Starring Jesse Eisenberg, Jason Segel, Mamie Gummer, Anna Chlumsky and Joan Cusack; directed by James Ponsoldt; R for language including some sexual references; 106 minutes
In the mid- and late 1990s it became a thing to read David Foster Wallace's thousand-page, 3-pound masterwork "Infinite Jest," or at least carry it around and claim you were reading it.
The rave reviews and widespread popularity of the book turned the tall, bandana-wearing Wallace into a literary rock star, something he found equal parts fascinating and mortifying. Wallace was a quirky, sometimes socially awkward, troubled artist who battled depression for decades and took his own life in 2008 at the age of 46.
Wallace's life and work could be the subject of a towering, serious biopic, and maybe that'll happen someday, but in the meantime we have the whip-smart and consistently funny "The End of the Tour." It's a brilliant slice of life, concentrating on a key period in Wallace's career.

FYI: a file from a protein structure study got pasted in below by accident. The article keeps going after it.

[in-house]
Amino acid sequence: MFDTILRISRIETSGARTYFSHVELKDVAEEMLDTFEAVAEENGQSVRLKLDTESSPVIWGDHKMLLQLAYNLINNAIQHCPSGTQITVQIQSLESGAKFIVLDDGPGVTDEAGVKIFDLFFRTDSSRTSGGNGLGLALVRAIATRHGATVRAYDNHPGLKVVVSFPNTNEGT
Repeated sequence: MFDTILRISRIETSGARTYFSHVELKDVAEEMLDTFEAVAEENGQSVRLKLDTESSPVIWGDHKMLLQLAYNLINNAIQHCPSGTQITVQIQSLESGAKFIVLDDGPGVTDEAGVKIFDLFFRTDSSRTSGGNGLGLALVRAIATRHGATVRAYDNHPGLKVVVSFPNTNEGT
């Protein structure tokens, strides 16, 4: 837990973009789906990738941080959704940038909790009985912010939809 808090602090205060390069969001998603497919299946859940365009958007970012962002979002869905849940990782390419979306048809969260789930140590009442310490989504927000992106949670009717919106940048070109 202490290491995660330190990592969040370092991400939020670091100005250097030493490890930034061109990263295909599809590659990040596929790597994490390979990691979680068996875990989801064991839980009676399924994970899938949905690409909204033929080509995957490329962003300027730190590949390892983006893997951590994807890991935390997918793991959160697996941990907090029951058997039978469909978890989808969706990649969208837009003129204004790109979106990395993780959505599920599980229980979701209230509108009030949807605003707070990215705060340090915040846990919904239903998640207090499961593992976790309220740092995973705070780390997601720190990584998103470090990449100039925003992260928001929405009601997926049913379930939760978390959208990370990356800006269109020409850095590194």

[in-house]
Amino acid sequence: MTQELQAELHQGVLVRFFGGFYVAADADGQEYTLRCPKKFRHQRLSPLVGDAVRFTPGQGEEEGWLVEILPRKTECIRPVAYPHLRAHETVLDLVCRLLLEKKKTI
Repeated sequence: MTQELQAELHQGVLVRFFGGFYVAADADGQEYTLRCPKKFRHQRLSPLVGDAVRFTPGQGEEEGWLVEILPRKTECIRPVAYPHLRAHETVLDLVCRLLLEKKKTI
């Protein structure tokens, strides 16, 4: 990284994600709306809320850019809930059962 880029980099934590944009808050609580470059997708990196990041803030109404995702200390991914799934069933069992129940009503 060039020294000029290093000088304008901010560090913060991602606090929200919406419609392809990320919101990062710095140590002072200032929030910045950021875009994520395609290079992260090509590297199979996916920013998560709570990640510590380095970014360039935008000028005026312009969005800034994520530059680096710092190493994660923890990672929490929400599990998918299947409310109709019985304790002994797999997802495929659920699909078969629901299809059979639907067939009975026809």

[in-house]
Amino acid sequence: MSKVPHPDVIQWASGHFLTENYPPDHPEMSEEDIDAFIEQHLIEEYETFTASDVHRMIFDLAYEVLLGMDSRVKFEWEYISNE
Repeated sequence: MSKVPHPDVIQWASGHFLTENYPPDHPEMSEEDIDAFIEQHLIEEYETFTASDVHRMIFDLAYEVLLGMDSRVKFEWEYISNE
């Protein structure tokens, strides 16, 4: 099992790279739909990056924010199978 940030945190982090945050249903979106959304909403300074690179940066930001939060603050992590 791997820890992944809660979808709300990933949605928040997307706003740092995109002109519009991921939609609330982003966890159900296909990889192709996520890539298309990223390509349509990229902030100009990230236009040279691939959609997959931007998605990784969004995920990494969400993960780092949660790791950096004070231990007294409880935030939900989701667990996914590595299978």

Jesse Eisenberg is David Lipsky, a twitchy, brainy, talented and self-absorbed writer who gets a plum assignment from Rolling Stone: spend five days with Wallace (Jason Segel) as the celebrated author winds up a multi-city tour to promote his best-selling book. Lipsky accompanies Wallace on a PR trip to Minneapolis; engages in rapid-fire banter with Wallace about all manner of subjects; and prods Wallace to talk about some dark chapters in his past.
What a performance from Segel. We see glimpses of Wallace's troubled side, from an intense and unwarranted outburst at Lipsky to a disturbing glimpse into Wallace's addiction to junk TV, but Wallace is also a funny, thoughtful, sweet man. Thanks in large part to Segel's career-best work, this is one of the best movies of the year.
Richard Roeper, Chicago Sun-times